Robert Henderson, Nick Selock and Dr. Govind Rao*
Center for Advanced Sensor Technology, and Department of Chemical, Biochemical, and Environmental Engineering, University of Maryland, Baltimore County, 1000 Hilltop Circle, Baltimore, MD 21250, USA
Why is this useful?
The use of HPLC fittings and tubing in microfluidics is becoming more commonplace as the use of microfluidics in the sciences increases. Even though acrylic or PMMA is one of the most common plastic substrates used in microfluidics, the ability to strongly and easily connect an HPLC fitting to a PMMA chip has until now been elusive. Although there are some commercially available HPLC-to-chip products from Idex, they require heating the microfluidic chip well above the glass transition temperature of PMMA to create a permanent epoxy bond between attachment and chip. For these reasons, we present a simple scheme to strongly connect a standard HPLC flat bottom nut to a PMMA microfluidic device through the creation and bonding of an easy-to-make ¼-28 PMMA microfluidic union, using common lab equipment.
What do I need?
- Laser cutter or another implement to cut PMMA, such as a hacksaw or band saw
- An appropriate piece of equipment to anneal the PMMA (we use a convection toaster oven)
- 5.3mm thick acrylic sheet for the body of the PMMA microfluidic union
- A drill and drill bits
- Vise grips, or another way to hold the PMMA union in place while tapping
- A ¼-28 tap
- A few sheets of progressively finer sandpaper
- A 50-50% mixture of ethanol and water, along with an ultrasonic cleaner and lint-free wipes for cleaning purposes
- A strong solvent for acrylic, such as chloroform or methylene chloride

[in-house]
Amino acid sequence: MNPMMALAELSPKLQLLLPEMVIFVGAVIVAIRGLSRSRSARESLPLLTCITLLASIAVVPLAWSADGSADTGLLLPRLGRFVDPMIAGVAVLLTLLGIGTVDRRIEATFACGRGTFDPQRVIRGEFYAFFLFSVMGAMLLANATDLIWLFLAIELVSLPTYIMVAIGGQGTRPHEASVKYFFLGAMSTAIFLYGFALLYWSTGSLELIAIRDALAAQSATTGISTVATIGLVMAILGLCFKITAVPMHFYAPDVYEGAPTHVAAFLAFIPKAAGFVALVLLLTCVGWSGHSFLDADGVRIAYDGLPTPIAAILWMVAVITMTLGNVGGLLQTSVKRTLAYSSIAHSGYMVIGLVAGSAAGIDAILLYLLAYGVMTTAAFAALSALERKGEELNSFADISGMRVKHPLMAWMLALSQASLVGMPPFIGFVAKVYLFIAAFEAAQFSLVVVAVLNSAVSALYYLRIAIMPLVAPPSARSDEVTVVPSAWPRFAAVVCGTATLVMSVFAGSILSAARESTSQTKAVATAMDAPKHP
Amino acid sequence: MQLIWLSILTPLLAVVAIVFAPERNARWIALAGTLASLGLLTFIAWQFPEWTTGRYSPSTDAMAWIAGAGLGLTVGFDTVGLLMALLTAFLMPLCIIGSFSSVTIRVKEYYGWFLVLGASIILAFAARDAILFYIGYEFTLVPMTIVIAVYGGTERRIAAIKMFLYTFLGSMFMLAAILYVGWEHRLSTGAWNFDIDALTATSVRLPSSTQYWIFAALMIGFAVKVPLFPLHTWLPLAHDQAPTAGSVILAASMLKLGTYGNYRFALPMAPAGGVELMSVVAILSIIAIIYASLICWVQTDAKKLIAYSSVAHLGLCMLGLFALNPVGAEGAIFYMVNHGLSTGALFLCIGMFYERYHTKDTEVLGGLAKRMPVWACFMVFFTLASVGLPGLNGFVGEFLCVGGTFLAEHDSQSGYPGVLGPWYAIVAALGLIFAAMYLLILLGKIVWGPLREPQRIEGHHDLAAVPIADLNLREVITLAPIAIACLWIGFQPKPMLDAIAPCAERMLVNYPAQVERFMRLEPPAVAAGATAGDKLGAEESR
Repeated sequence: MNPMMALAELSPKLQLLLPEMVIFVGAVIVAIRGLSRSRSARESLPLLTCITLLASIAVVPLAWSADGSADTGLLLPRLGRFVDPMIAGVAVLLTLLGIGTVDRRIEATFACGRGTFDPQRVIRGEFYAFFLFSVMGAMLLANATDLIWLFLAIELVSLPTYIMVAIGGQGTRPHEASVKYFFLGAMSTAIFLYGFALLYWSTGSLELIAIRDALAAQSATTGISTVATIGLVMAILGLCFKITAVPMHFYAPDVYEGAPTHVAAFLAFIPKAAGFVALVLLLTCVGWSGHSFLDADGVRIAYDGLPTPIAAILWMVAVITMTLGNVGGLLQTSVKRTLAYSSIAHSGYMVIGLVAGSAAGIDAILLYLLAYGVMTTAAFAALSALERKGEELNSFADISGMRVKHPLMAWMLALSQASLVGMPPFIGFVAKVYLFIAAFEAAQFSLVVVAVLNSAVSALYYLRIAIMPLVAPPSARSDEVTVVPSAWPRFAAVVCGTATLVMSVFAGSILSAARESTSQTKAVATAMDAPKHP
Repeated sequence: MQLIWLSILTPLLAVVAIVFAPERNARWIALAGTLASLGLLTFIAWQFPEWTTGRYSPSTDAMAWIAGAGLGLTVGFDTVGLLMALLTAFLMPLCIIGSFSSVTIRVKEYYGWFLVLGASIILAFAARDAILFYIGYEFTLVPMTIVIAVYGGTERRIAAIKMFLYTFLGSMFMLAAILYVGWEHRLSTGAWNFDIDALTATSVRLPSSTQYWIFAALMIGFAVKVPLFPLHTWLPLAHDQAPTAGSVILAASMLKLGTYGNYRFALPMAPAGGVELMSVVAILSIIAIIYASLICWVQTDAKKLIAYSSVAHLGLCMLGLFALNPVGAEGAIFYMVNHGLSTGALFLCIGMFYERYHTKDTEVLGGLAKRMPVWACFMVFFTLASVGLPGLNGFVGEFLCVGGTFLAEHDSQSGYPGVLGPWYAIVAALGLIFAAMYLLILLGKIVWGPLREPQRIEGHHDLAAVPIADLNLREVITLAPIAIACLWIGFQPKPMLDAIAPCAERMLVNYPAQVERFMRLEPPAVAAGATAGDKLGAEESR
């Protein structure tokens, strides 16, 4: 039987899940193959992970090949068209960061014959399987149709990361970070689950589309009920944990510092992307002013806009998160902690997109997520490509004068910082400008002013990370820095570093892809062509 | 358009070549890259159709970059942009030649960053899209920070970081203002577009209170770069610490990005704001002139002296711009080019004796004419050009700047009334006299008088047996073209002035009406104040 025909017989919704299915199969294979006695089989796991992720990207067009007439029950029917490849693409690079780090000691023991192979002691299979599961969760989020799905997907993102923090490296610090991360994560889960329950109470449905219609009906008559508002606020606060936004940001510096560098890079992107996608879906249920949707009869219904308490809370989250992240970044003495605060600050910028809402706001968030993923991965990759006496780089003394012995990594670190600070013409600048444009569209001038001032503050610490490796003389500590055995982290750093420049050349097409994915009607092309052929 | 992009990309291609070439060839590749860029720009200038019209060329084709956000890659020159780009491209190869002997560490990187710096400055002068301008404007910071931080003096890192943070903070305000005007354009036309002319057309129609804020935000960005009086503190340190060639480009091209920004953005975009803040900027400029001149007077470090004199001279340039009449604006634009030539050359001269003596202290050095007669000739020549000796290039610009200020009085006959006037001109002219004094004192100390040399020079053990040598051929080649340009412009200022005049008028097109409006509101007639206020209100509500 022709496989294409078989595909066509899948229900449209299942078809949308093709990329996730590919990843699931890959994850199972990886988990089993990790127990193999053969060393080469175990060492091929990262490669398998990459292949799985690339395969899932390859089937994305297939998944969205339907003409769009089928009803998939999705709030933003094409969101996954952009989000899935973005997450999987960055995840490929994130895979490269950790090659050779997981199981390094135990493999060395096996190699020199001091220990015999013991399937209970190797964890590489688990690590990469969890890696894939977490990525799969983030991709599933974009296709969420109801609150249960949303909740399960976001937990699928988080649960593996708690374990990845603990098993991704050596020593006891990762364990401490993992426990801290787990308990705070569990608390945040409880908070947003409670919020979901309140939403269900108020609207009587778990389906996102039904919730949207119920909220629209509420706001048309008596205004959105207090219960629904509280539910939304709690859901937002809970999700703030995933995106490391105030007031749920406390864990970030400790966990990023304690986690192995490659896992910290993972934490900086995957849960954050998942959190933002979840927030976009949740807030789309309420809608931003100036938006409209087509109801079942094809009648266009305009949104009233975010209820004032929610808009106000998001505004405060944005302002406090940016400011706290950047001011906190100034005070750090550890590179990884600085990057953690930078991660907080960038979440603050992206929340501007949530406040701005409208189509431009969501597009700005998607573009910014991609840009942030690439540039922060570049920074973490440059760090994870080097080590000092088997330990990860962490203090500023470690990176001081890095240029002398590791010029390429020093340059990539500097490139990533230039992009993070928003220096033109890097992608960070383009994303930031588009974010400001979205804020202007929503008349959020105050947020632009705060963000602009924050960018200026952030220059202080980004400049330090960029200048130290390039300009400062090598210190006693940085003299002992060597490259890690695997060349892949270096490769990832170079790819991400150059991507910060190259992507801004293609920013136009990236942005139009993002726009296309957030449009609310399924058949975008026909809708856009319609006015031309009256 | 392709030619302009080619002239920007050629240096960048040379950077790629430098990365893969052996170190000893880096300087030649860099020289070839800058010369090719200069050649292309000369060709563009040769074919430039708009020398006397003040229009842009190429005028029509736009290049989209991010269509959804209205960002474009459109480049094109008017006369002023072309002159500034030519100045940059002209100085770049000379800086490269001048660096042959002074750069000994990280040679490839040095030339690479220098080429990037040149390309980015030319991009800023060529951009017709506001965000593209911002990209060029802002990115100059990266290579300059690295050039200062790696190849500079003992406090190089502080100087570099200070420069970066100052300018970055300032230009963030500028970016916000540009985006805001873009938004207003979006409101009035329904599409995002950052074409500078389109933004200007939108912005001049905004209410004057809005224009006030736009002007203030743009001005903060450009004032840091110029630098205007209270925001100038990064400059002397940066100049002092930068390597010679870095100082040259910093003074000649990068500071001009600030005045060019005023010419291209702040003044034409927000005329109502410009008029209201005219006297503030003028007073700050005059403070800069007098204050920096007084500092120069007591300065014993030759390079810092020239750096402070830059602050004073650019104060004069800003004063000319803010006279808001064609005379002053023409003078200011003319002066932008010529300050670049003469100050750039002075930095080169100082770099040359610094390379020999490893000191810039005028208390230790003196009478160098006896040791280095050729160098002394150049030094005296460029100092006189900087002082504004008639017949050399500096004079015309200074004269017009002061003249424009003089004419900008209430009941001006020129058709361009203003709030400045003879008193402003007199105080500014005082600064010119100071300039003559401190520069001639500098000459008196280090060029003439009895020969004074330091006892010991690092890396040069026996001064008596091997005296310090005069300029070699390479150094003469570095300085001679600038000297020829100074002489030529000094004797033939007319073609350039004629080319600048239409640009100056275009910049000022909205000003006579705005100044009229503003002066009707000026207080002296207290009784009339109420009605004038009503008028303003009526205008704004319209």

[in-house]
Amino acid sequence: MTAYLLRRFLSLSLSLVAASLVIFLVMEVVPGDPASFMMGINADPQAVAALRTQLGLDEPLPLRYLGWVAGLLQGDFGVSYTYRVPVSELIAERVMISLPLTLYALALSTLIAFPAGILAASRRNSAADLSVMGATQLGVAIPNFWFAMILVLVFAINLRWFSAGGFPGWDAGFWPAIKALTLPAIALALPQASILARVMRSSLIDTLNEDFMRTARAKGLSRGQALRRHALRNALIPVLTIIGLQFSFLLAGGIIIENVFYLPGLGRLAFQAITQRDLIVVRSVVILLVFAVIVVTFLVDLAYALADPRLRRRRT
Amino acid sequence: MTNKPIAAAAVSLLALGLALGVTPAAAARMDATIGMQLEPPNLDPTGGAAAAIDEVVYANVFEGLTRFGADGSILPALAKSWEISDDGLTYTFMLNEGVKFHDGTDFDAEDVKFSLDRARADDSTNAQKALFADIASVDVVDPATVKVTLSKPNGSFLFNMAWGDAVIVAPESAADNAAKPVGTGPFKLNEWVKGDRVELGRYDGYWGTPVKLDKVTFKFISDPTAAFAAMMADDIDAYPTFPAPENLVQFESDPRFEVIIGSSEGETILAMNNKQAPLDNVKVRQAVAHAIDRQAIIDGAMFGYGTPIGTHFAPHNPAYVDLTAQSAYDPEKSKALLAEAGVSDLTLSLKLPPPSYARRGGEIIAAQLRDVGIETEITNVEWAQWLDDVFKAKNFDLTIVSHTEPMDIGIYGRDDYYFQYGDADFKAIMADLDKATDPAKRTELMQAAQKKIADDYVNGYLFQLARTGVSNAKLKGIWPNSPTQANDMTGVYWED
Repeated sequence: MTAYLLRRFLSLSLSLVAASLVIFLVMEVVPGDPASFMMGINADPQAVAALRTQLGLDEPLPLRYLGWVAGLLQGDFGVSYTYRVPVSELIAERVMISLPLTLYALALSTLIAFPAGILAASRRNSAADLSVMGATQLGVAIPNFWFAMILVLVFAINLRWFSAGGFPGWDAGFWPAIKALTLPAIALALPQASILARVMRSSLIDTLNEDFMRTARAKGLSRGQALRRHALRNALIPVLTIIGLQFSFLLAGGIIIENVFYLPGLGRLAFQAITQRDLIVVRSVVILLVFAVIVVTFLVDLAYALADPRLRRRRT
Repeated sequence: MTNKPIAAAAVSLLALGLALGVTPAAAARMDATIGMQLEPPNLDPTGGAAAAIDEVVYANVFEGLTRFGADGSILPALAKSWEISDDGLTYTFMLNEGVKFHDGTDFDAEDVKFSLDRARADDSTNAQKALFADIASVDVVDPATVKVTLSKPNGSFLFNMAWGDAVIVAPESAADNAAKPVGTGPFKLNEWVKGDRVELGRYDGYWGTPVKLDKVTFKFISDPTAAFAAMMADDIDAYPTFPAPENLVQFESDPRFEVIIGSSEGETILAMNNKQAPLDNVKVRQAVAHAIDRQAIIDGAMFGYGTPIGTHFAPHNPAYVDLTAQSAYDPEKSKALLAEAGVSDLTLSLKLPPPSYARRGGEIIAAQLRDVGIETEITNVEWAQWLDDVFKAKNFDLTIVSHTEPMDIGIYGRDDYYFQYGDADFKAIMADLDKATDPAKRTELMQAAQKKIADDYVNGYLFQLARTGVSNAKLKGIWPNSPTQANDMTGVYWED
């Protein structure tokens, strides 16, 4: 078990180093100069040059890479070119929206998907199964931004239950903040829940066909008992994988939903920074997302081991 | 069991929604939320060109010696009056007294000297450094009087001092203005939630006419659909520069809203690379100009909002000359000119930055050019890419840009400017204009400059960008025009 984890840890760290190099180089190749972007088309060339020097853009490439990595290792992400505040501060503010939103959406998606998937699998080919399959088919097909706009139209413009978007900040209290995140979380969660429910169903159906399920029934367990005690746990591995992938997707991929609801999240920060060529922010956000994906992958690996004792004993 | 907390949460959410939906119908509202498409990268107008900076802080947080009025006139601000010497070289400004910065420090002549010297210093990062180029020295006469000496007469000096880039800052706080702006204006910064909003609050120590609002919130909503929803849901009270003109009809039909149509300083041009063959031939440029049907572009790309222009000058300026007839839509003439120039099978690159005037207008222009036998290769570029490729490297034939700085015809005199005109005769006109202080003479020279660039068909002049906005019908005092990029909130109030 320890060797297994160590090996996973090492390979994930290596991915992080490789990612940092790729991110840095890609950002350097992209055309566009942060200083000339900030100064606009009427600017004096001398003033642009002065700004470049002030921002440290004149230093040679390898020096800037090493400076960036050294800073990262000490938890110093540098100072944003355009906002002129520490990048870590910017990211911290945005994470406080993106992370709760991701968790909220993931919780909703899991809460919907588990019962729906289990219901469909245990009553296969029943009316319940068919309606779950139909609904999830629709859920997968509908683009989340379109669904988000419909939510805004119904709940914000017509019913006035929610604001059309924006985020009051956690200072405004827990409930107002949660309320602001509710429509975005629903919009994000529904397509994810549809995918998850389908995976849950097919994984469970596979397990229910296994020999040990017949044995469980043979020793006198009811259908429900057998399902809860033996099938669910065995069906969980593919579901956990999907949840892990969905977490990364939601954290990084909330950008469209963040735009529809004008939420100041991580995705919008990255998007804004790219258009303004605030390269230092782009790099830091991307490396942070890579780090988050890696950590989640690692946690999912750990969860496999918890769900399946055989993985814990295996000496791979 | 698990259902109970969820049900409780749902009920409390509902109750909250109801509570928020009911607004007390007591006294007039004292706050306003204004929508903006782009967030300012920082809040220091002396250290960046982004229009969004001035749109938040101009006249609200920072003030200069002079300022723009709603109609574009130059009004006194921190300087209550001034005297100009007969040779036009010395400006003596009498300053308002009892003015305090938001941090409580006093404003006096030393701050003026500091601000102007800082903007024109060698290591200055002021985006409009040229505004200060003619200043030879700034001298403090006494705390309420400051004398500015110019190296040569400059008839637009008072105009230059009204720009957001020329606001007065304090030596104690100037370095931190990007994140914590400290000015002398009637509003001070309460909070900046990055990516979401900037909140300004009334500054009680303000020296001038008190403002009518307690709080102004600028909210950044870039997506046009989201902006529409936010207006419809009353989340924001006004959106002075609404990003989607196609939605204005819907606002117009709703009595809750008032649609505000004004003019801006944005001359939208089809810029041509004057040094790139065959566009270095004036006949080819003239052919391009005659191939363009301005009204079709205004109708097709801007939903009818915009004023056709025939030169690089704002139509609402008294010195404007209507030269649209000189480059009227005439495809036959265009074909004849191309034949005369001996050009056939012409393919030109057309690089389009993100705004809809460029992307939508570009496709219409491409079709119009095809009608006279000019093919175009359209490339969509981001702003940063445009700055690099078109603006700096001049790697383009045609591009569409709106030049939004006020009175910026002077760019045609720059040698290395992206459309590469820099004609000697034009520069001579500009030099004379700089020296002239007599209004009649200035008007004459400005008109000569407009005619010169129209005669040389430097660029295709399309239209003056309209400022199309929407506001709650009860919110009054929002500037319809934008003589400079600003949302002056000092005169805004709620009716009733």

- A glass syringe with a blunt needle or needle blunted through filing
This connection scheme has been tested with good results when using the LT-115 and P-259 ¼-28 flat bottom HPLC nut and ferrule combination for 1/16″ OD tubing (Idex). This method was tested on microfluidic devices that were not bonded with the use of adhesives. This method is adaptable to other flat bottomed nuts as long as an appropriate tap and drill bit are used. Keep in mind that as the wall thickness of the PMMA union decreases, so does the strength of the connection between the HPLC nut and the device.
What do I do?
- Use a laser cutter to cut a circle with a diameter of 13mm out of the 5.3mm thick acrylic sheet. Make sure that you also either etch a center mark or make a small center hole using the laser cutter. If a laser cutter is not available, make a 13mm PMMA square using one of the other mentioned cutting implements. (Fig.1)
- Using a small drill bit, drill a pilot hole for the larger drill bit to follow in the center of the circle that you cut out in Step 1.
- Using the larger drill bit (a #3 or 0.213″ drill bit for the ¼-28 tap), drill the center hole in the cutout piece following the pilot hole drilled in Step 2.
- Using the ¼-28 tap and appropriate technique, tap the hole you have been creating in Steps 1-3. Do not use oil to lubricate the plastic as it is unnecessary and difficult to clean.